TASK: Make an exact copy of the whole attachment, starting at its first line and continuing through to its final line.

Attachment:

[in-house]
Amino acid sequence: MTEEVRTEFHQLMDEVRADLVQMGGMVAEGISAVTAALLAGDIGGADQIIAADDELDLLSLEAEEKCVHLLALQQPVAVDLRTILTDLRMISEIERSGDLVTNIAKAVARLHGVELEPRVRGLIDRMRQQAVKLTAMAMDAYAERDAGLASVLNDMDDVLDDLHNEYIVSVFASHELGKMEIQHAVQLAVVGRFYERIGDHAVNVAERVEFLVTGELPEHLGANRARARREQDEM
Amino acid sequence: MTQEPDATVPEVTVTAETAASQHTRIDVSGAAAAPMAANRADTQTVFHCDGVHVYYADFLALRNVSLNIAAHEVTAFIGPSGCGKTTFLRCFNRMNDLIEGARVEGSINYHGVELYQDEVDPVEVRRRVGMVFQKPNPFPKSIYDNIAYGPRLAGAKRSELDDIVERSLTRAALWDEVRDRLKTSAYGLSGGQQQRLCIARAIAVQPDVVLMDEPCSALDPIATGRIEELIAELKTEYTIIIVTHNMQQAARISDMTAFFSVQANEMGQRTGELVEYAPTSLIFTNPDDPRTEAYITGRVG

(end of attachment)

[in-house]
Amino acid sequence: MTEEVRTEFHQLMDEVRADLVQMGGMVAEGISAVTAALLAGDIGGADQIIAADDELDLLSLEAEEKCVHLLALQQPVAVDLRTILTDLRMISEIERSGDLVTNIAKAVARLHGVELEPRVRGLIDRMRQQAVKLTAMAMDAYAERDAGLASVLNDMDDVLDDLHNEYIVSVFASHELGKMEIQHAVQLAVVGRFYERIGDHAVNVAERVEFLVTGELPEHLGANRARARREQDEM
Amino acid sequence: MTQEPDATVPEVTVTAETAASQHTRIDVSGAAAAPMAANRADTQTVFHCDGVHVYYADFLALRNVSLNIAAHEVTAFIGPSGCGKTTFLRCFNRMNDLIEGARVEGSINYHGVELYQDEVDPVEVRRRVGMVFQKPNPFPKSIYDNIAYGPRLAGAKRSELDDIVERSLTRAALWDEVRDRLKTSAYGLSGGQQQRLCIARAIAVQPDVVLMDEPCSALDPIATGRIEELIAELKTEYTIIIVTHNMQQAARISDMTAFFSVQANEMGQRTGELVEYAPTSLIFTNPDDPRTEAYITGRVG